DUDLEY residents face paying higher rents as well as council tax after councillors approved the 2024 budget.

Conservative-run Dudley Council gave the budget the go-ahead on Monday March 4 after councillors were told the authority faces a deficit of £5.5m.

The black hole will be filled from reserves and the position would have been much worse if £15.6m in savings had not already been identified.

The council’s financial problems stem from cuts in government funding, unexpected costs in social care, historically low council tax and low levels of reserves.

Despite the changes for the 2024/25 financial year, Dudley is not out of the woods, the council’s chief accountant warned there was still a risk of running out of cash and having to declare effective bankruptcy.

These are the major increases and cuts in Dudley’s 2024 budget.

Council tax – Dudley has increased council tax by five per cent – the maximum it is allowed without permission from the government. The rise means the total for a Band D property will be £1937.46.

Council rent – Dudley’s housing budget is ring-fenced but still in trouble with a £3.8m deficit, to combat this residents will cop for a 7.7 per cent increase pushing the weekly cost up to £96.21.

Service charges – Council tenants in buildings with communal areas will see an increase in service charges from £5.20 per week to an average of £11.54.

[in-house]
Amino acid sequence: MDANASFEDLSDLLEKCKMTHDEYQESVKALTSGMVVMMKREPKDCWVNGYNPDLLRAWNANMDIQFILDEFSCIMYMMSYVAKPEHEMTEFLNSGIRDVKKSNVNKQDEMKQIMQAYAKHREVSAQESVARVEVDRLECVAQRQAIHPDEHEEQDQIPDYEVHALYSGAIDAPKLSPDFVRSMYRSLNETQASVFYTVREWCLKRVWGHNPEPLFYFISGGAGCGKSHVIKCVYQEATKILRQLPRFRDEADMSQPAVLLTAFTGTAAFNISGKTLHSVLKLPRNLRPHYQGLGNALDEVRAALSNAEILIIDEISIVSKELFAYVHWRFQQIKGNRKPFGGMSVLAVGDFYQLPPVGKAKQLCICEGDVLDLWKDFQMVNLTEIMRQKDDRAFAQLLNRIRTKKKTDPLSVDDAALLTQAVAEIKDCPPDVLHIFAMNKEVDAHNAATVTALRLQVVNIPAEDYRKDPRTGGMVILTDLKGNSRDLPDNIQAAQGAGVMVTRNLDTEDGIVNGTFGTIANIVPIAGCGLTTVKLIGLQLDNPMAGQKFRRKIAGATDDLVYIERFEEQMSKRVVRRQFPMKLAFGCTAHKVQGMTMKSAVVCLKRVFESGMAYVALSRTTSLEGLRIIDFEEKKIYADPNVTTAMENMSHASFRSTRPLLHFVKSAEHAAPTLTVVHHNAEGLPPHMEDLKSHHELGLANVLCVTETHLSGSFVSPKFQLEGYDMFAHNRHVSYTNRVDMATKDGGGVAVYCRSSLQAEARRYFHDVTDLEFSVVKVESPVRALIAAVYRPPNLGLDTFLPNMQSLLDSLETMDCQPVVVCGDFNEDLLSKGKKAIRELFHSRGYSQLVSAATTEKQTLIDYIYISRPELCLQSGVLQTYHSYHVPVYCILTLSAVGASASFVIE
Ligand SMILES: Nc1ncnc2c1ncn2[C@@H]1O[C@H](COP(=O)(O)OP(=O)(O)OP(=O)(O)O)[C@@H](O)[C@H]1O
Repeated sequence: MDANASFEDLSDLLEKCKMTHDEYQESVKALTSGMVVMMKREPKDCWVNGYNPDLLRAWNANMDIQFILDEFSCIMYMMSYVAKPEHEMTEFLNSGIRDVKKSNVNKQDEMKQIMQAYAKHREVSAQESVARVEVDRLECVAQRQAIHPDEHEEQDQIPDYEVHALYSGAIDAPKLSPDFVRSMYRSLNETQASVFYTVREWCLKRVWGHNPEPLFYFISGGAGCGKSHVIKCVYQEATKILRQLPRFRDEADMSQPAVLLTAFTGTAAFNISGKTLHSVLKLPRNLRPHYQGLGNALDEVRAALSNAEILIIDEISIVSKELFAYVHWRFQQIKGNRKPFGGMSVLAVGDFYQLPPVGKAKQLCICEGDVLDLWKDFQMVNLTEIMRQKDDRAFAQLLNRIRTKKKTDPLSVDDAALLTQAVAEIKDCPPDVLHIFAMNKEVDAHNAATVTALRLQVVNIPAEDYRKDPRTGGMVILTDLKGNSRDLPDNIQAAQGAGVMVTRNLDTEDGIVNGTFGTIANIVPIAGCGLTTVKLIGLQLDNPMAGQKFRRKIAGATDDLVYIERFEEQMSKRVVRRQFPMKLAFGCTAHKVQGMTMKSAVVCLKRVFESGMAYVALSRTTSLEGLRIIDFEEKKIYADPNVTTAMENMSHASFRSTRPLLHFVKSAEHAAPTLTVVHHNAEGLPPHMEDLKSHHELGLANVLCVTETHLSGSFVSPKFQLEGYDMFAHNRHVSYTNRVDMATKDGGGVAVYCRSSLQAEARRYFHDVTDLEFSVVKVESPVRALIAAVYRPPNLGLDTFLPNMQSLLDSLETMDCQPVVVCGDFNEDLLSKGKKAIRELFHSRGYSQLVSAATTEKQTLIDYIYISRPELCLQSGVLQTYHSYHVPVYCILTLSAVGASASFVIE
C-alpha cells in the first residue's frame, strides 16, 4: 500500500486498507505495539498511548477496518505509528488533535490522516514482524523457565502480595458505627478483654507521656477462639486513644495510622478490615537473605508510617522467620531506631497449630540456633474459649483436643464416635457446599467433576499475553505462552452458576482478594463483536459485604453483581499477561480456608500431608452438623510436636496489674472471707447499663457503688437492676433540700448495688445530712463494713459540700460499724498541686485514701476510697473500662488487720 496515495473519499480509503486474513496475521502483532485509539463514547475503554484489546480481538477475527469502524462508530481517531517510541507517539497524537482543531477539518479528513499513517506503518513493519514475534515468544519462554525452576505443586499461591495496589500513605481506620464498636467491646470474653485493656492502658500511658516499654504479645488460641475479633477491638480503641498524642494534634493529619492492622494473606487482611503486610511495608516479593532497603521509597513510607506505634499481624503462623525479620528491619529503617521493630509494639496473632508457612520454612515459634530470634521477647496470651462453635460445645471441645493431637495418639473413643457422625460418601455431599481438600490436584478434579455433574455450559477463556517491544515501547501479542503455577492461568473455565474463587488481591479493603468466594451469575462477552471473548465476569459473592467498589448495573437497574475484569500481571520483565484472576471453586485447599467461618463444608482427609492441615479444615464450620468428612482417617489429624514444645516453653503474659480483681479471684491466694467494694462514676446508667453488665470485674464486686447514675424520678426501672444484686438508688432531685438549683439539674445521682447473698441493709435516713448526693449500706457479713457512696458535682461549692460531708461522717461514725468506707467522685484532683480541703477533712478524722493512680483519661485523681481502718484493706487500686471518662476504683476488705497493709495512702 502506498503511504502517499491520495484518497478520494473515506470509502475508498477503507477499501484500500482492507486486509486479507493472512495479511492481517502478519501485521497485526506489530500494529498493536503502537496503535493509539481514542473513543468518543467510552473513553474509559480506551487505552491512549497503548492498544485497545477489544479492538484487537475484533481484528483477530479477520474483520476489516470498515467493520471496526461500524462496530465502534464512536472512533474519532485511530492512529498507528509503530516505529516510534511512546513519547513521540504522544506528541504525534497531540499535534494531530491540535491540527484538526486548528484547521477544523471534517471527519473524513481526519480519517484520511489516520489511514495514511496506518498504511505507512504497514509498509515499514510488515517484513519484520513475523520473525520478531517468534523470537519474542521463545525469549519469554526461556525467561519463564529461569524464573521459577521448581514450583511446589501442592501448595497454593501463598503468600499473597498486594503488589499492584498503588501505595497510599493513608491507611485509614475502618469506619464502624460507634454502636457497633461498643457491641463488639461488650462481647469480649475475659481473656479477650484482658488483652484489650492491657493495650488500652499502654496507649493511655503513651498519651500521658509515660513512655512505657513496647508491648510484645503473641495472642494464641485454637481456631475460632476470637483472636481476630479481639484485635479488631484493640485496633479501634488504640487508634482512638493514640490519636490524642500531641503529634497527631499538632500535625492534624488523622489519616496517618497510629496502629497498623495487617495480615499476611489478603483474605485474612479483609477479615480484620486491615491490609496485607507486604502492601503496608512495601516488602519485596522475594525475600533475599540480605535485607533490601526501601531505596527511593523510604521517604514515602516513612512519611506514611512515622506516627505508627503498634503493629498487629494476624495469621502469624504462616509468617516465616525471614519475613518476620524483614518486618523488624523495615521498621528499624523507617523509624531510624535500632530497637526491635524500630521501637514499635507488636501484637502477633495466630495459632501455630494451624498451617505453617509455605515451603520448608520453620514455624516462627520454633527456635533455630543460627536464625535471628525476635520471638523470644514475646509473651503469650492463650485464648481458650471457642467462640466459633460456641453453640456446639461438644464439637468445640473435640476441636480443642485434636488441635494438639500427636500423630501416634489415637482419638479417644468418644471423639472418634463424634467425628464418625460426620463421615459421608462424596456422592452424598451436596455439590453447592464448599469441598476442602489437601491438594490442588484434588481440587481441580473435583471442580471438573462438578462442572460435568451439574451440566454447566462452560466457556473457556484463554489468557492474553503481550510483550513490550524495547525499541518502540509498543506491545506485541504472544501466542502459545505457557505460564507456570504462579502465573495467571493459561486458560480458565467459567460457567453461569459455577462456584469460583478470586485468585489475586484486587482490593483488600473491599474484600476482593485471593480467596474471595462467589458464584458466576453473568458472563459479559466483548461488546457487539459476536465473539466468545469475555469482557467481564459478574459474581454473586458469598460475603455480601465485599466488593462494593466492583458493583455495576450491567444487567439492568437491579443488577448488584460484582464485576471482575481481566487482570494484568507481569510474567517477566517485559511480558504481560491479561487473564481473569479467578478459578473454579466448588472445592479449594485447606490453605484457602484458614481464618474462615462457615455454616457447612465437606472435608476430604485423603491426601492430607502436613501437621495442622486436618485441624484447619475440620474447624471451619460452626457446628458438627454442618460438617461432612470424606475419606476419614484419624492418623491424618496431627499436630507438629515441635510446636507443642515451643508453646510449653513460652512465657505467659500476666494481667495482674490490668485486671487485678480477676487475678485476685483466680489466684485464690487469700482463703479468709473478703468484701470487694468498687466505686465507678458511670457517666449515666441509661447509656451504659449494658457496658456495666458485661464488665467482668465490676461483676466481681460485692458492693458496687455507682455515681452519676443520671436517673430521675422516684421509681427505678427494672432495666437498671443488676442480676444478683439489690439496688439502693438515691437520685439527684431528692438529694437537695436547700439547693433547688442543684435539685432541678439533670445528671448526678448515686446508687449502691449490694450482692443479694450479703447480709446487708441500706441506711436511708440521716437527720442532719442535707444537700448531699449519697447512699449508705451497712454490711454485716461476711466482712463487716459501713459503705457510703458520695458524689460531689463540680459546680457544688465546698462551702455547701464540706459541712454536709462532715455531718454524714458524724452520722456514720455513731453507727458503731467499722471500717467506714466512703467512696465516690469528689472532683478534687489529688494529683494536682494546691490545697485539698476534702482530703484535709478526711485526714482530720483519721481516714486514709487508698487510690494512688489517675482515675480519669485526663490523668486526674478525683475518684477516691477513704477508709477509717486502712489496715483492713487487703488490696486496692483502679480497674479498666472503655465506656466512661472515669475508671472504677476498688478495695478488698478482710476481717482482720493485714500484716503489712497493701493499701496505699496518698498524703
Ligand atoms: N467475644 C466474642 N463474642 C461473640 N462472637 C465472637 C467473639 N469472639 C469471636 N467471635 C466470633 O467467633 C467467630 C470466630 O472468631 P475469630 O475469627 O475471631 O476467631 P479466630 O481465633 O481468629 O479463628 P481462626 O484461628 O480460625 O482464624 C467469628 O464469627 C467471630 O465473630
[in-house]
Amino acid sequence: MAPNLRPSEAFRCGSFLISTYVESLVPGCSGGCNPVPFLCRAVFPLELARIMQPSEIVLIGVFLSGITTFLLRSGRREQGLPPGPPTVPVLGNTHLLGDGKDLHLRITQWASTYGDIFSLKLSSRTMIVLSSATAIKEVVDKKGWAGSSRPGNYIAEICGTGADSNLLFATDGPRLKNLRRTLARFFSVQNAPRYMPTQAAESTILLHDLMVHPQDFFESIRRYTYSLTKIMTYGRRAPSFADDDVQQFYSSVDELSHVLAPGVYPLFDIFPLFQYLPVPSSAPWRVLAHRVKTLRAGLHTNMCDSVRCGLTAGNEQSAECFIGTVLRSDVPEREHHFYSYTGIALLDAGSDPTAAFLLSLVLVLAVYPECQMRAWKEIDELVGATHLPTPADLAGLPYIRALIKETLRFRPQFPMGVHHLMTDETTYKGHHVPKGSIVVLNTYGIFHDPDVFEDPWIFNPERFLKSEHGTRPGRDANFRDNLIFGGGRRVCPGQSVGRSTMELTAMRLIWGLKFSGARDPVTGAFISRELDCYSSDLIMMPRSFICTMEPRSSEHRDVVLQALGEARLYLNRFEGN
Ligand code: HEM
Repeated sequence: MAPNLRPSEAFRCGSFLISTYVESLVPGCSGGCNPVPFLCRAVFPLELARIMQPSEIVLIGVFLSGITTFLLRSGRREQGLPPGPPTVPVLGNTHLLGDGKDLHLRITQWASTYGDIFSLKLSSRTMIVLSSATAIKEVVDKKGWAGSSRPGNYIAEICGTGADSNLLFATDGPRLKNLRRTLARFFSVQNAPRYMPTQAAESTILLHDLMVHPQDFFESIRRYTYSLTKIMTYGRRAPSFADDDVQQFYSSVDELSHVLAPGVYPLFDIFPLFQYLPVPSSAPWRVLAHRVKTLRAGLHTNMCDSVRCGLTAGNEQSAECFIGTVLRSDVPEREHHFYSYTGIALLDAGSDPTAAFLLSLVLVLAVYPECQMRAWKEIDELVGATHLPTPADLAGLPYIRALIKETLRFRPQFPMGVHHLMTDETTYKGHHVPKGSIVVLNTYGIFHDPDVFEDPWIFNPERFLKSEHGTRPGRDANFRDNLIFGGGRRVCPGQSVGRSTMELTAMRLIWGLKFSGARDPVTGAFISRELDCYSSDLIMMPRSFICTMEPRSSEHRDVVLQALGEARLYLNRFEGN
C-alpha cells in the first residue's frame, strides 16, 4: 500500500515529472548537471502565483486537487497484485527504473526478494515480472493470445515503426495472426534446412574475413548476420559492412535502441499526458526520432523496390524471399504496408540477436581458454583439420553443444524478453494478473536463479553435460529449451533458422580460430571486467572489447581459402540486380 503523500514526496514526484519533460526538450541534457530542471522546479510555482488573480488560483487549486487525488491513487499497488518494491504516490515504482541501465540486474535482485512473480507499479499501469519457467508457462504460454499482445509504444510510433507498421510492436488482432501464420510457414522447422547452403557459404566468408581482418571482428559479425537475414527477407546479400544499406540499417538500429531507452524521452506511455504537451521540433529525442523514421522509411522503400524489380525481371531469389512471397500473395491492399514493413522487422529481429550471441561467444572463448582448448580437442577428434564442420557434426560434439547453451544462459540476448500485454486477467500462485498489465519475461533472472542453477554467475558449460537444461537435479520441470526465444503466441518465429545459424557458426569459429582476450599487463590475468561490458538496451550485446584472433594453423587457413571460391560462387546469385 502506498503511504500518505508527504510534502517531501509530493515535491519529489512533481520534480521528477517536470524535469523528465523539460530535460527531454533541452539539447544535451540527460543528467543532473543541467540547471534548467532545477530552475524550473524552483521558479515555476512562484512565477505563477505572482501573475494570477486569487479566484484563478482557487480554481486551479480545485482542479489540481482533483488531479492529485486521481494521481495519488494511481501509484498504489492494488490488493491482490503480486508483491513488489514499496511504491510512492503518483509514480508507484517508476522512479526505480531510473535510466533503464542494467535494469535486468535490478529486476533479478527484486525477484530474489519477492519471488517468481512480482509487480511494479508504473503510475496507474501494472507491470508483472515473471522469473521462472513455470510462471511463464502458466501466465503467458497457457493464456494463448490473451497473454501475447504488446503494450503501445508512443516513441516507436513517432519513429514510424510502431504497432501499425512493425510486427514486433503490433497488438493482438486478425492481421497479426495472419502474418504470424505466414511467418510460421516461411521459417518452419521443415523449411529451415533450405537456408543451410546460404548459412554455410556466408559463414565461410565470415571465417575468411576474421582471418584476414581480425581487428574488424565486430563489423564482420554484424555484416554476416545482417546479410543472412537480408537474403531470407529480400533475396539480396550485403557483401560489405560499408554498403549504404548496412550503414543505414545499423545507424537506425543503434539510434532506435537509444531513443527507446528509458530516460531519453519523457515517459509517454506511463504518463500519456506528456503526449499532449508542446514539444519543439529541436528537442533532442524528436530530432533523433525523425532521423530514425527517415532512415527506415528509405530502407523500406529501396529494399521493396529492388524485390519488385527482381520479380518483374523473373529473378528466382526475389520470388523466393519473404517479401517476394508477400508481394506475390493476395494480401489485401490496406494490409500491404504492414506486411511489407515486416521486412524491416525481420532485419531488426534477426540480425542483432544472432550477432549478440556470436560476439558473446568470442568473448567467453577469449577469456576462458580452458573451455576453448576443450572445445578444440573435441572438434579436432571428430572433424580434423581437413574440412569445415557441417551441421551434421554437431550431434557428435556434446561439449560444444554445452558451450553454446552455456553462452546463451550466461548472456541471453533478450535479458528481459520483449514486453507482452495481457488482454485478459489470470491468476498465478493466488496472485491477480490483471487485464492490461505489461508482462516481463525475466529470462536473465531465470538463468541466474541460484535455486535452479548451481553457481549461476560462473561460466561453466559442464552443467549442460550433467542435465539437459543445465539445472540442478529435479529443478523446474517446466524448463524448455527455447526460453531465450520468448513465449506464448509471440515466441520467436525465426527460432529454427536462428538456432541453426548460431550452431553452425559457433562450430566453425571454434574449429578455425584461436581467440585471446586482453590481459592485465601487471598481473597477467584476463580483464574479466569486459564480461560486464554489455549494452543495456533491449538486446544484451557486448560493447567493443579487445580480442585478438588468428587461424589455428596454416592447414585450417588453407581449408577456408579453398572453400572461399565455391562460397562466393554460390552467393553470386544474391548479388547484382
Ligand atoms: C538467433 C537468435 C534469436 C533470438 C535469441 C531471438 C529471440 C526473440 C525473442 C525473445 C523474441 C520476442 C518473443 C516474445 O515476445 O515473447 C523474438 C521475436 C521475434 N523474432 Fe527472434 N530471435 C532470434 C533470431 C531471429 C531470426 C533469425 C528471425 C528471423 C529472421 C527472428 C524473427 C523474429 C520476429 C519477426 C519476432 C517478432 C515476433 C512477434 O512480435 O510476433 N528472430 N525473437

Green waste – The council aims to generate £1.4m per year by introducing a £36 charge for collecting green waste in a fortnightly service all year round.

Empty homes – Unoccupied and unfurnished homes that have been empty for between one and five years will be subject to a 100 per cent council tax premium, meaning owners would pay double.  Homes which have stood empty but furnished for more than a year will also be subject to double council tax.

Adult social care – The council’s biggest spending department will need to find £6.7m in savings which will include £460,000 with the closure of the Unicorn Centre in Stourbridge.

Children’s services – Cuts of £1.8m will come from changes including £540,000 in family safeguarding.

Chief executive – £430,000 in cuts to back office functions and publication of Your Borough Your Home magazine must be found. The removal of a strategic contingency fund will make up almost half of the total.

Health and wellbeing – One of the most controversial cuts this year is removing £240,000 per year for small grants at community forum meetings. Cutting the grant funding will help save £370,000 in this category.

Environment – £4.2m in savings is needed, some of the cash will come from cuts to household waste recycling centre opening hours and a revamp of street cleaning and grounds maintenance. 

Regeneration and enterprise – Savings of £1.2m will come mostly from £900,000 being cut in a review of school catering.